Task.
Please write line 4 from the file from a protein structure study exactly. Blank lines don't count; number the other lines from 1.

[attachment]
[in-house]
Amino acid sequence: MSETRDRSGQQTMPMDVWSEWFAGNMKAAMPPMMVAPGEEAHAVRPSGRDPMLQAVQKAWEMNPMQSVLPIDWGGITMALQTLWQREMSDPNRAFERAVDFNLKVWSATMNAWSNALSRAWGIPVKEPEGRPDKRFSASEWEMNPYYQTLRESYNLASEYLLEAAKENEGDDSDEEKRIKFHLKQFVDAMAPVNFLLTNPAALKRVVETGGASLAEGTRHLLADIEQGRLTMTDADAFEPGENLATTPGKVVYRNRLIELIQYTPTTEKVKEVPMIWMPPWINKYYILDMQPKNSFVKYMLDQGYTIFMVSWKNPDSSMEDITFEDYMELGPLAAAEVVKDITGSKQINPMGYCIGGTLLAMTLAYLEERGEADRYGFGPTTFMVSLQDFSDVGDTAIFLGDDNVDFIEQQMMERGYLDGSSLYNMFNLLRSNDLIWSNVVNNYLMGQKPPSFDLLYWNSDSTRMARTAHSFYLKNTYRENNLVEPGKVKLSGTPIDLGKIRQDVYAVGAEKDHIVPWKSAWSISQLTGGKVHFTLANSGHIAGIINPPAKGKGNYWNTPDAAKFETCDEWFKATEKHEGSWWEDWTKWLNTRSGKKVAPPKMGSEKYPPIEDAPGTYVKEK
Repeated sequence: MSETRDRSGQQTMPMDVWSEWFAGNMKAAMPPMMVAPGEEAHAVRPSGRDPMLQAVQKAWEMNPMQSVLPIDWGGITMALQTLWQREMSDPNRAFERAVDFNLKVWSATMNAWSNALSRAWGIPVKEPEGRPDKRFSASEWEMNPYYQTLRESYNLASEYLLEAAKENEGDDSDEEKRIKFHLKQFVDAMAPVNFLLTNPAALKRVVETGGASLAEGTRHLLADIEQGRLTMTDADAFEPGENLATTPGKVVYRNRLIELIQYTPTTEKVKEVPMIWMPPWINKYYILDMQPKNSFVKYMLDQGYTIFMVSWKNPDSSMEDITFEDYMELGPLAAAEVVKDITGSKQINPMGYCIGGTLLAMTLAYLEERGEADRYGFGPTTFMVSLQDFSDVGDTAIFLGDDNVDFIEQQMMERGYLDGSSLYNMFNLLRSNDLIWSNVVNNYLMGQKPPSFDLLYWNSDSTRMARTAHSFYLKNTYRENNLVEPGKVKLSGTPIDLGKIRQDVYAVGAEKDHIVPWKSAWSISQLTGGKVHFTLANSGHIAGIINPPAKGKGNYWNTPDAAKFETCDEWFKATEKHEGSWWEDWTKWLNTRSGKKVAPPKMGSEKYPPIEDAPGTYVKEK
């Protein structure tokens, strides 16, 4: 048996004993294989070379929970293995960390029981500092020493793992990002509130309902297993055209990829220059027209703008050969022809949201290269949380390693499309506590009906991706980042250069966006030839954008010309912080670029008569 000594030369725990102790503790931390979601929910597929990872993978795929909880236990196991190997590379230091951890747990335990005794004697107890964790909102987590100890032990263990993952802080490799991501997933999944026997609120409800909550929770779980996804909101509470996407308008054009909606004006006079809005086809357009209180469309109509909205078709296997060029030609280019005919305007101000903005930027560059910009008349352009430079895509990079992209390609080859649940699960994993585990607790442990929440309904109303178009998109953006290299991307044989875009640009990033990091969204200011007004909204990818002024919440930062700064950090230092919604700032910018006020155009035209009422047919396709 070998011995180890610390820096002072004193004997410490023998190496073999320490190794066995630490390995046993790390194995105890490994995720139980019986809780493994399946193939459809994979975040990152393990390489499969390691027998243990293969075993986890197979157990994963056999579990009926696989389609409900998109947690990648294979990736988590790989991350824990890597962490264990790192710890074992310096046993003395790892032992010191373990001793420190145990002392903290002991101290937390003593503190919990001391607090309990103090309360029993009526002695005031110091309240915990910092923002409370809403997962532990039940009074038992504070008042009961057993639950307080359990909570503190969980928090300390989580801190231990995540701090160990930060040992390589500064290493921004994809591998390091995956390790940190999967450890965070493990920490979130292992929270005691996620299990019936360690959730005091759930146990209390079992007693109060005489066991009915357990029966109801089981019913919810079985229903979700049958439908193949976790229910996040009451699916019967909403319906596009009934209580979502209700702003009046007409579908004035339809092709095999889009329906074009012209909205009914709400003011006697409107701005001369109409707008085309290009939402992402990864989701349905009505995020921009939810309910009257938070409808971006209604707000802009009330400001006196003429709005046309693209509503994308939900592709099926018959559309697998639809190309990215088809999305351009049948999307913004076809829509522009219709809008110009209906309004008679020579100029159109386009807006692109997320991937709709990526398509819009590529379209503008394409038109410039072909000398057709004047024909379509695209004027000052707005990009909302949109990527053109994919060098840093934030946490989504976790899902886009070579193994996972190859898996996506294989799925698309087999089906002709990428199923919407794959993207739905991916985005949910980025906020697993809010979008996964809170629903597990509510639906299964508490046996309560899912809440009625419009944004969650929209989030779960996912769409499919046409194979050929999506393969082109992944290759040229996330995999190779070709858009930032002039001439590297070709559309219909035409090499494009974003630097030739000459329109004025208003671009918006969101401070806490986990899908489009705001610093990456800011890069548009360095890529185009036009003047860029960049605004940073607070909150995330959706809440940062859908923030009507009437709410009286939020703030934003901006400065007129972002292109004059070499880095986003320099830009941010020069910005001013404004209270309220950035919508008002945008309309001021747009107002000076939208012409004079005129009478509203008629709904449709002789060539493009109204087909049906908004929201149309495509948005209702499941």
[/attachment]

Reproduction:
């Protein structure tokens, strides 16, 4: 048996004993294989070379929970293995960390029981500092020493793992990002509130309902297993055209990829220059027209703008050969022809949201290269949380390693499309506590009906991706980042250069966006030839954008010309912080670029008569 000594030369725990102790503790931390979601929910597929990872993978795929909880236990196991190997590379230091951890747990335990005794004697107890964790909102987590100890032990263990993952802080490799991501997933999944026997609120409800909550929770779980996804909101509470996407308008054009909606004006006079809005086809357009209180469309109509909205078709296997060029030609280019005919305007101000903005930027560059910009008349352009430079895509990079992209390609080859649940699960994993585990607790442990929440309904109303178009998109953006290299991307044989875009640009990033990091969204200011007004909204990818002024919440930062700064950090230092919604700032910018006020155009035209009422047919396709 070998011995180890610390820096002072004193004997410490023998190496073999320490190794066995630490390995046993790390194995105890490994995720139980019986809780493994399946193939459809994979975040990152393990390489499969390691027998243990293969075993986890197979157990994963056999579990009926696989389609409900998109947690990648294979990736988590790989991350824990890597962490264990790192710890074992310096046993003395790892032992010191373990001793420190145990002392903290002991101290937390003593503190919990001391607090309990103090309360029993009526002695005031110091309240915990910092923002409370809403997962532990039940009074038992504070008042009961057993639950307080359990909570503190969980928090300390989580801190231990995540701090160990930060040992390589500064290493921004994809591998390091995956390790940190999967450890965070493990920490979130292992929270005691996620299990019936360690959730005091759930146990209390079992007693109060005489066991009915357990029966109801089981019913919810079985229903979700049958439908193949976790229910996040009451699916019967909403319906596009009934209580979502209700702003009046007409579908004035339809092709095999889009329906074009012209909205009914709400003011006697409107701005001369109409707008085309290009939402992402990864989701349905009505995020921009939810309910009257938070409808971006209604707000802009009330400001006196003429709005046309693209509503994308939900592709099926018959559309697998639809190309990215088809999305351009049948999307913004076809829509522009219709809008110009209906309004008679020579100029159109386009807006692109997320991937709709990526398509819009590529379209503008394409038109410039072909000398057709004047024909379509695209004027000052707005990009909302949109990527053109994919060098840093934030946490989504976790899902886009070579193994996972190859898996996506294989799925698309087999089906002709990428199923919407794959993207739905991916985005949910980025906020697993809010979008996964809170629903597990509510639906299964508490046996309560899912809440009625419009944004969650929209989030779960996912769409499919046409194979050929999506393969082109992944290759040229996330995999190779070709858009930032002039001439590297070709559309219909035409090499494009974003630097030739000459329109004025208003671009918006969101401070806490986990899908489009705001610093990456800011890069548009360095890529185009036009003047860029960049605004940073607070909150995330959706809440940062859908923030009507009437709410009286939020703030934003901006400065007129972002292109004059070499880095986003320099830009941010020069910005001013404004209270309220950035919508008002945008309309001021747009107002000076939208012409004079005129009478509203008629709904449709002789060539493009109204087909049906908004929201149309495509948005209702499941």